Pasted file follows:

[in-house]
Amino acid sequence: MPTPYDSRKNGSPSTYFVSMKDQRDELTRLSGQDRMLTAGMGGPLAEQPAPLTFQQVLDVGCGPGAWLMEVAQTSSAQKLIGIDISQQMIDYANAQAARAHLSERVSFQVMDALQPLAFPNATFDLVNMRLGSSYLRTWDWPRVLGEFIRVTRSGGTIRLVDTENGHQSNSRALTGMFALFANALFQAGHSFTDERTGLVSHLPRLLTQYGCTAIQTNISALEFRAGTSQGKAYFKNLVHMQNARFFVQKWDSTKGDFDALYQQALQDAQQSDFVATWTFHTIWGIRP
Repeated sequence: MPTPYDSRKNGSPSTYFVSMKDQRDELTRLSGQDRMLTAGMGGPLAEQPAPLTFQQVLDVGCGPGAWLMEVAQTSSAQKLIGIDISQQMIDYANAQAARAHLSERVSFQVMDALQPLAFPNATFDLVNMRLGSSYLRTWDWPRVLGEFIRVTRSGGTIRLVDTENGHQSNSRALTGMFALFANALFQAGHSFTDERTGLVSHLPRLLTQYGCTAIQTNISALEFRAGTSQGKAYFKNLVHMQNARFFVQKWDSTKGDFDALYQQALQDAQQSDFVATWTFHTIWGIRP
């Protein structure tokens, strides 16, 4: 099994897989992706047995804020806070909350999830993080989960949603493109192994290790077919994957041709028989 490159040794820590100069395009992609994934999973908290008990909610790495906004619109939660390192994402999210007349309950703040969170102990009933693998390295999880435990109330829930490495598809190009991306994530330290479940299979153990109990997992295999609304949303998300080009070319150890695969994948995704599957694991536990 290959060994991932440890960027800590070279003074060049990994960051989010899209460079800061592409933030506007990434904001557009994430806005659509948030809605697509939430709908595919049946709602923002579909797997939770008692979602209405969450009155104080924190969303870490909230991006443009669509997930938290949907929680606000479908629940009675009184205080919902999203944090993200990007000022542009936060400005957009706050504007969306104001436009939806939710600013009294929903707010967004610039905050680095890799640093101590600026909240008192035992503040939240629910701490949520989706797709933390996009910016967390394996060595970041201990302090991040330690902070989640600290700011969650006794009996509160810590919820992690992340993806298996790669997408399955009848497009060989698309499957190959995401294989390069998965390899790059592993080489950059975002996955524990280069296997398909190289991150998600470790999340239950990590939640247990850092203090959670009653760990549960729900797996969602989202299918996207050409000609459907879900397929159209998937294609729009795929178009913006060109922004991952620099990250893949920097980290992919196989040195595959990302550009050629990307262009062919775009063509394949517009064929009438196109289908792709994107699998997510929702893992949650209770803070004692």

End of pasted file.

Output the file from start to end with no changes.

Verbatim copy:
[in-house]
Amino acid sequence: MPTPYDSRKNGSPSTYFVSMKDQRDELTRLSGQDRMLTAGMGGPLAEQPAPLTFQQVLDVGCGPGAWLMEVAQTSSAQKLIGIDISQQMIDYANAQAARAHLSERVSFQVMDALQPLAFPNATFDLVNMRLGSSYLRTWDWPRVLGEFIRVTRSGGTIRLVDTENGHQSNSRALTGMFALFANALFQAGHSFTDERTGLVSHLPRLLTQYGCTAIQTNISALEFRAGTSQGKAYFKNLVHMQNARFFVQKWDSTKGDFDALYQQALQDAQQSDFVATWTFHTIWGIRP
Repeated sequence: MPTPYDSRKNGSPSTYFVSMKDQRDELTRLSGQDRMLTAGMGGPLAEQPAPLTFQQVLDVGCGPGAWLMEVAQTSSAQKLIGIDISQQMIDYANAQAARAHLSERVSFQVMDALQPLAFPNATFDLVNMRLGSSYLRTWDWPRVLGEFIRVTRSGGTIRLVDTENGHQSNSRALTGMFALFANALFQAGHSFTDERTGLVSHLPRLLTQYGCTAIQTNISALEFRAGTSQGKAYFKNLVHMQNARFFVQKWDSTKGDFDALYQQALQDAQQSDFVATWTFHTIWGIRP
């Protein structure tokens, strides 16, 4: 099994897989992706047995804020806070909350999830993080989960949603493109192994290790077919994957041709028989 490159040794820590100069395009992609994934999973908290008990909610790495906004619109939660390192994402999210007349309950703040969170102990009933693998390295999880435990109330829930490495598809190009991306994530330290479940299979153990109990997992295999609304949303998300080009070319150890695969994948995704599957694991536990 290959060994991932440890960027800590070279003074060049990994960051989010899209460079800061592409933030506007990434904001557009994430806005659509948030809605697509939430709908595919049946709602923002579909797997939770008692979602209405969450009155104080924190969303870490909230991006443009669509997930938290949907929680606000479908629940009675009184205080919902999203944090993200990007000022542009936060400005957009706050504007969306104001436009939806939710600013009294929903707010967004610039905050680095890799640093101590600026909240008192035992503040939240629910701490949520989706797709933390996009910016967390394996060595970041201990302090991040330690902070989640600290700011969650006794009996509160810590919820992690992340993806298996790669997408399955009848497009060989698309499957190959995401294989390069998965390899790059592993080489950059975002996955524990280069296997398909190289991150998600470790999340239950990590939640247990850092203090959670009653760990549960729900797996969602989202299918996207050409000609459907879900397929159209998937294609729009795929178009913006060109922004991952620099990250893949920097980290992919196989040195595959990302550009050629990307262009062919775009063509394949517009064929009438196109289908792709994107699998997510929702893992949650209770803070004692």